As streaming studios such as Netflix took on projects highlighting crime lords like Pablo Escobar and Amado Carrillo Fuente (Lord of the Skies), it created a new wave of telenovelas aimed at exploring the criminal history of Latin America. Narcos and Narcos: Mexico inspired Latin American programming to create the narco-novela, which was aimed at a younger demographic . The explosion of interest has made this style the most popular in contemporary telenovela programming, which can be attributed to the global reach of Latin American television.
Mirando al Cielo (2021)
Mirando al Cielo is one of the many beautiful stories that exist in Mexico, exploring unshakable faith, forgiveness, and sacrificial love during the Cristero War. In the vein of a telenovela de memoria (telenovela of memory: documenting the past and using real events and names that viewers can easily identify), the film shares this important piece of history, providing a unique lens on the 14-year-old boy who became the youngest saint in the Catholic Church, José Sánchez del Rio.
The key factors that make Mirando al Cielo stylistically the same as a telenovela de memoria are that the story depicted is one that most of the audience remembers “either personally or as a story told by their parents or grandparents,” and it is a melodrama/docudrama . You can even argue that this “cinovela” has a contained story arc like a traditional telenovela.
Overall, the beauty of Mirando al Cielo comes from its celebration of faith in Latin culture, something that is usually buried in the romantic comedy of the most successful telenovelas like Yo soy Franky, La calle de las novias, and of course, Ugly Betty (all of which have been adapted into American romantic comedies) .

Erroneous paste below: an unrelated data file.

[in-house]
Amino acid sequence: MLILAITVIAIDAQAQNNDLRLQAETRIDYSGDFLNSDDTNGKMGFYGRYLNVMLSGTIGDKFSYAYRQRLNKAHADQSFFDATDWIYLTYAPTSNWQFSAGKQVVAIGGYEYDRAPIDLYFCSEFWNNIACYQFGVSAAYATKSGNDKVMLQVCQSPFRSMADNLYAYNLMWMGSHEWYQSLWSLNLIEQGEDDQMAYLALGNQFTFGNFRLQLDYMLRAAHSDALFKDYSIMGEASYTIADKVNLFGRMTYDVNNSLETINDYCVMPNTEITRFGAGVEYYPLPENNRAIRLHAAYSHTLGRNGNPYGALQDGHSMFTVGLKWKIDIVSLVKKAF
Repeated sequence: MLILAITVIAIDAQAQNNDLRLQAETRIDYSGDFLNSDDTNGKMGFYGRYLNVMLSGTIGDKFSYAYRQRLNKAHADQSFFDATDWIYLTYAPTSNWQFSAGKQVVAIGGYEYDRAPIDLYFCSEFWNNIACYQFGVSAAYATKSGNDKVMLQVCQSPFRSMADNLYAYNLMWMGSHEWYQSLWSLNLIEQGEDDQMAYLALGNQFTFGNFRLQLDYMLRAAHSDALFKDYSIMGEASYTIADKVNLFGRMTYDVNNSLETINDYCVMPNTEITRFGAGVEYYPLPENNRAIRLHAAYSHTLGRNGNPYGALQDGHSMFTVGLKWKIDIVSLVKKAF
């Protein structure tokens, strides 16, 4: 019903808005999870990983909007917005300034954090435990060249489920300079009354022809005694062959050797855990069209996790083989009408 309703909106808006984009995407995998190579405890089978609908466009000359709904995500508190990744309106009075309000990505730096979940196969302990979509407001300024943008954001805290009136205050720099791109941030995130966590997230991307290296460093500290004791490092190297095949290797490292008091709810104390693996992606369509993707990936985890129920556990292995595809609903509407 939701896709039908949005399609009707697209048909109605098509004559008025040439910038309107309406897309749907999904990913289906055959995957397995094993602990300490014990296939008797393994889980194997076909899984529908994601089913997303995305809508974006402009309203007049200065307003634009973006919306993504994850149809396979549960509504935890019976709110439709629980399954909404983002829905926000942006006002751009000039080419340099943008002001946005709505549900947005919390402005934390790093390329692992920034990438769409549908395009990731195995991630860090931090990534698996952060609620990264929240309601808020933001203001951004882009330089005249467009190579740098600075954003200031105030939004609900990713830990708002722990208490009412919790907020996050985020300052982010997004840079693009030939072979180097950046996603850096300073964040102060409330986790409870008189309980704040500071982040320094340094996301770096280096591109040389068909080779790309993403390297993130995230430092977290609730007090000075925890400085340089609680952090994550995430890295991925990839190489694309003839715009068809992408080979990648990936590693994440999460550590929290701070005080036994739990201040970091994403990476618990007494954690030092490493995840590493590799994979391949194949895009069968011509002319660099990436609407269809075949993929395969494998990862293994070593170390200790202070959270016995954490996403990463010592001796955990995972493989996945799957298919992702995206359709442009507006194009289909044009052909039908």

The importance and evolution of the telenovela in global culture is fascinating. From its humble beginnings to mainstream television (reaching over 6 million viewers per week), this form of media is an amazing lens into Latin culture and a way for people to stay connected with each other .
Here’s a list of the Top 5 Telenovelas of all time:
- La Reina del Sur (2011) – “The Queen of the South,” a narco-novela that follows the rise of Teresa Mendoza, a Mexican woman who becomes a powerful drug lord. The show was so popular it was adapted into a USA Network crime drama of the same name.
- Señora Acero (2014) – Chronicles the story of a young widow who must take control of her drug-trafficking husband’s business after he dies. Like most telenovelas, Señora Acero ran for five seasons.
- Rosario Tijeras (2016) – Based on the Colombian production of the same name, this telenovela follows a troubled young woman who dedicates her life to getting revenge on everyone who has hurt her.
- Rebelde (2004) – A remake of the Argentinian series Rebelde Way, the series is set in an elite boarding school and follows the relationship of students who start a pop band.
- El Señor de los Cielos (2013) – Just like Narcos: Mexico, this narco-novela follows the story of Amado Carrillo Fuente (The Lord of the Skies). Telemundo recently announced that they will continue the series for eight more seasons.
Experience Mirando al Cielo on the big screen April 18, and for more information about any of our events visit our event page.